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    Of timely backups, digital projections and the latest text messaging options

    by  Alan Zisman (c) 2009 First published in Business in Vancouver May 19-25, 2009; issue 1021

    High Tech Office column

    Time to clean off the stuff- for-review shelf. Getting to play with tech gadgets is one of the perks of this column. Too bad I have to give ’em back.

    Last fall, I mentioned the Clickfree line of backup products. Its first generation included several portable external hard drives and blank DVD discs, all with easy-to-use backup software built-in. Plug one in and the software would pop up, letting you back up documents and more. Anything that makes backup easier is good.

    Storage Appliance Corp. hasn’t stopped, however, and has been busy churning out new and improved variations on the Clickfree lineup.

    New: Mac support along with the previous Windows backups. Larger capacity portable external drives – now up to 500 gigabytes (US$220) and larger-sized AC-powered drives up to one TB (1,000 gigabytes – US$250). Already have a drive you’d rather use for backup? The $59 Clickfree HD Transformer plugs into the drive’s USB cable and adds the same instant backup capabilities. The DVD Transformer looks like a USB flash drive, but converts any blank DVD disc into a Clickfree-style backup medium.

    If you don’t have an IT department to do your backups for you, the Clickfree stuff is worth checking out.

    Digital projectors have become commonplace and are must-haves for anyone doing a PowerPoint-style presentation. In fact, many people have taken to referring to them as PowerPoint projectors. Epson’s PowerLite models are ultra-light. They’re aimed at people who want to pack a projector along with their laptop or move from room to room, but don’t want the compromised image quality or brightness that often mark portable projectors.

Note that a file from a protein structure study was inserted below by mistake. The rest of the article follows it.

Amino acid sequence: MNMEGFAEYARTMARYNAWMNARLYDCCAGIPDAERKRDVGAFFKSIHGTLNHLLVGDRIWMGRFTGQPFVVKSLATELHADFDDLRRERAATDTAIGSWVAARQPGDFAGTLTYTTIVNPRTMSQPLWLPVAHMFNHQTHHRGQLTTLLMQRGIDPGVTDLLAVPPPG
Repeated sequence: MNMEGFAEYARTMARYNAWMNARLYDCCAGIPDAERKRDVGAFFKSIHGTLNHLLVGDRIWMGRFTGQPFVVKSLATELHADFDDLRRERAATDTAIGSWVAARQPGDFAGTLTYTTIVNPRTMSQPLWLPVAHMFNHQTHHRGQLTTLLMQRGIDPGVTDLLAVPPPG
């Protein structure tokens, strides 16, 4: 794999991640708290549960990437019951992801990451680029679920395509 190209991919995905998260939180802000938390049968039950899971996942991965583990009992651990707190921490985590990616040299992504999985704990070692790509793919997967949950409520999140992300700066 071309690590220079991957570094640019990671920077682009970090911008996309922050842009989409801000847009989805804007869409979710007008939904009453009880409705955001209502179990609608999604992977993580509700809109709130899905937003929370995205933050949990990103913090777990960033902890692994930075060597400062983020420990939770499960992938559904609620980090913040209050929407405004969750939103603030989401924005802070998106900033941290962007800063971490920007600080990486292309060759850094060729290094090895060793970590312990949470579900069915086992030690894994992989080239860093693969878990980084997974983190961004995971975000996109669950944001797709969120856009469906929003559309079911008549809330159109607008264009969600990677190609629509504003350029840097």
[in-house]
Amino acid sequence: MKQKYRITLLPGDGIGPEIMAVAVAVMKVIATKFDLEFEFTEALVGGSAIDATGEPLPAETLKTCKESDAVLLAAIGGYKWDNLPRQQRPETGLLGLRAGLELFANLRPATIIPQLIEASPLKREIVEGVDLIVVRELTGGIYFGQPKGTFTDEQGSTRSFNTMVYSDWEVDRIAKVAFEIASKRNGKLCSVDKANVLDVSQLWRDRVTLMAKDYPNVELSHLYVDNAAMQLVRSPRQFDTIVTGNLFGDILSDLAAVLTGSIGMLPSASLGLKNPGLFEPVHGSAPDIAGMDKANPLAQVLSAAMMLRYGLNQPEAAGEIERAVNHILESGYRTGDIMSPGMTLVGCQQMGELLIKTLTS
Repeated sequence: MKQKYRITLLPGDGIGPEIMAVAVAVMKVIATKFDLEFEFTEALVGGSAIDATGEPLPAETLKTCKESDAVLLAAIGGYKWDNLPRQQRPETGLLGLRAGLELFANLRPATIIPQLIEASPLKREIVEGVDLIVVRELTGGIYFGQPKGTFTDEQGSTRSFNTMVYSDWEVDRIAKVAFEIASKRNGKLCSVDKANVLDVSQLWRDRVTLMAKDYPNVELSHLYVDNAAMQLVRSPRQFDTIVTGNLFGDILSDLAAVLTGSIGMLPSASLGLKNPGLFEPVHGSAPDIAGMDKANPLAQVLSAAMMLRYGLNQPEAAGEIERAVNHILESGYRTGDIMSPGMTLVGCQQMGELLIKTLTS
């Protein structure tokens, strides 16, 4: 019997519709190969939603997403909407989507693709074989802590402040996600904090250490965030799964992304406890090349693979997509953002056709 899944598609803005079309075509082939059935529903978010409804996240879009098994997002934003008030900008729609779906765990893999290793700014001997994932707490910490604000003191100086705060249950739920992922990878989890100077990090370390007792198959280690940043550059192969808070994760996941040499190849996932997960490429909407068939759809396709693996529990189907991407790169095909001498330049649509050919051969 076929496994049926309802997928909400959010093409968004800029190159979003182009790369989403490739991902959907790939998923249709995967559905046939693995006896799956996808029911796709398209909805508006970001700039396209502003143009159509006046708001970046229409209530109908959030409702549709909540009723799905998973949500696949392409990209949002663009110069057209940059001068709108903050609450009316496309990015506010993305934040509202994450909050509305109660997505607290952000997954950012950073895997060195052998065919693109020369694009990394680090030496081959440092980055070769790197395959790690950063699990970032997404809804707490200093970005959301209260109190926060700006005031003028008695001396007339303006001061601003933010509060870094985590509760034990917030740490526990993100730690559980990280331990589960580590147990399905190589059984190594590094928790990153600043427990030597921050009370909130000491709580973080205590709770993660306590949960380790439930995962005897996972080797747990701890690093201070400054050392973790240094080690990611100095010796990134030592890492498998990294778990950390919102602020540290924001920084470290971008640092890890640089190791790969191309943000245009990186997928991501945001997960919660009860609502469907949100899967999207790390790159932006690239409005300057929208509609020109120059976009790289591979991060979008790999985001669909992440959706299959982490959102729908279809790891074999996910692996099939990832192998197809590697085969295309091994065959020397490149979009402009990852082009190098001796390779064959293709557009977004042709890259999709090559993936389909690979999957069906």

Its 1735W model offers 3,000 lumens of brightness in a 4 lb. package with high-resolution widescreen (1280 x 800) support and the ability to connect to standard computer video and USB outputs, HDTV and even connect wirelessly or be used computer-free by plugging in a PowerPoint presentation on a USB flash drive.

    An included Quick Wireless Connection USB dongle simplifies WiFi setup on Windows systems. Also nice: it throws a large image size even when quite close to the screen or wall.
    Its capabilities don’t come cheap, though: $1,649.

    Mobile phones haven’t been used just for talking for a long while now. Rogers, for instance, says its customers sent more than 1.2 billion text messages in January 2009. The company is offering texters several Quick Messaging (or Quick MSG’N) phones. I looked at a pair of Samsung models: the Propel ($49 with plan) and the Gravity ($29 with plan). Rogers also offers the LG Neon ($29).

    Both Samsung models come with slide-out QWERTY keyboards. The Propel’s slides down, the Gravity’s slides out. Both have 1.3 megapixel cameras and built-in e-mail and instant messaging applications. The Propel offers higher data transfer rates and more (optional) storage capabilities; the Gravity builds in more multimedia features.

    Messaging bundle plans, available with any of the three Quick Messaging models, start at $10 per month. For customers frustrated typing onto standard mobile phone keypads but not needing the power (or expense) of full-keyboard smartphones, Motorola’s in the messaging game, too. Also featuring a pull-out QWERTY keyboard, the Motorola Hint QA30 ($80 from Bell Mobility with plan) makes texting, e-mail and web browsing easier.

    Unemployed or a single parent? Microsoft-certified Rapid ComputerTraining ( downtown is offering one-day courses on Saturdays aimed at upgrading computer skills for $100 each – half the regular price – from May through August. Courses focus on Windows XP or Vista, and either the 2003 or 2007 versions of Word, Excel or PowerPoint. •

Alan Zisman is a Vancouver educator, writer, and computer specialist. He can be reached at E-mail Alan
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